formulation itself, such as due to high sugar content, presence of antimicrobial drugs, or solvents that inhibit growth

such as alcohol. In all instances a preservative efficacy

challenge is needed to prove adequate protection against

the growth of microorganisms during the shelf-life and

use of the product (such as in the case of reconstituted

powder suspensions). A large number of approved preservatives are available, including such universal preservatives as parabens, to protect liquid preparations. Among

the acidic group, the most prominent preservatives are

phenol, chlorocresol, O-pheyl phenol, alkyl esters of

parahydroxybenzoic acid, benzoic acid and its salts, boric

acid and its salts, and sorbic acid and its salts; neutral

preservatives include chlorbutanol, benzyl alcohol, and

beta-phenylethyl alcohol; mercurial preservatives include

thiomersal, phenylmercuric acetate, and nitrate; and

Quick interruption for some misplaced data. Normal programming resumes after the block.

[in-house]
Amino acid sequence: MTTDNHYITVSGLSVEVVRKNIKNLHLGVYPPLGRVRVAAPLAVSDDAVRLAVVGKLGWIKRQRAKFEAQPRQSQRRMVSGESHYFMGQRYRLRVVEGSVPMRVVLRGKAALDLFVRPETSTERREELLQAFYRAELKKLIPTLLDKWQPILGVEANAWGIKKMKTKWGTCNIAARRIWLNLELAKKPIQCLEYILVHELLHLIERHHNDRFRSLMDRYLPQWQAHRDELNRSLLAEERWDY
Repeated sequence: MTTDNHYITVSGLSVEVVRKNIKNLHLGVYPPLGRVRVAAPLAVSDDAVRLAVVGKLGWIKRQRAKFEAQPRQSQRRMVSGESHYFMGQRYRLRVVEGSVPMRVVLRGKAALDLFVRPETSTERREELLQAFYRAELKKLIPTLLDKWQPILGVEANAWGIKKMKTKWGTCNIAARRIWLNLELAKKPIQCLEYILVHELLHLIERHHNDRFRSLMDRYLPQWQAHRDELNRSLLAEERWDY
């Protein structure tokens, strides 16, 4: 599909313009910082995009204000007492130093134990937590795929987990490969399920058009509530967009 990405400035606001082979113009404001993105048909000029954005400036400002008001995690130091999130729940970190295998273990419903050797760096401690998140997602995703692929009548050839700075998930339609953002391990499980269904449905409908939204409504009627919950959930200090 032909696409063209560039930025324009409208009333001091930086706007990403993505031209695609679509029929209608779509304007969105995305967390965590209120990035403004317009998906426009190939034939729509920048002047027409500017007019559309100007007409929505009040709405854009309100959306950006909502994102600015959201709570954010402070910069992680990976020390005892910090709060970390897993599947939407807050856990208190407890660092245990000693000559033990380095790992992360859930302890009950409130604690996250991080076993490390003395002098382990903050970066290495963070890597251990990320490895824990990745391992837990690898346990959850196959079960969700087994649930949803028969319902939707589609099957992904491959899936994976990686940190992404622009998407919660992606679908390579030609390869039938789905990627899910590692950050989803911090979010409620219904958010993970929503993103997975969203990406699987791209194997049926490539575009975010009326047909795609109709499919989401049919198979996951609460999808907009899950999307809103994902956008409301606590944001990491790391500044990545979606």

nitromersol and quarternary compounds include benzalkonium chloride and cetylpyridinium chloride. The admissible levels of preservatives are defined in the pharmacopoeia. It should be noted that although preservatives

provide an essential function, they often cause an unpleasant taste and allergic reactions in some individuals, requiring proper labeling of all products containing preservatives.



IV. SWEETENING AGENTS

Because taste is of prime importance in the administration

of liquid products, sweetening agents ranging from sugar

to potassium acesulfame are widely used; appropriate

warnings are required when using artificial sweetening

agents. Often a combination of sweetening agents is used,

in combination with various flavors (which are often

included to make the product more palatable), to impart

the best taste. When formulating granules for dispersion,

solid flavors are preferred.



(DMF) for the purpose of filing regulatory applications. The

formulator is referred to Givaudan (http://www.

givaudan.com/), International Flavors and Fragrances

(http://www.iff.com), and Flavors of North America

(http://www.fonaflavors.com). Detailed information about

other companies can be obtained from the National Association of Flavor and Fragrances (http://www.naffs.org/

naffs/public/members.htm). It is noteworthy that as of the end

of 2003, all foreign manufacturers of flavors are required to

file a registration with the U.S. Food and Drug Administration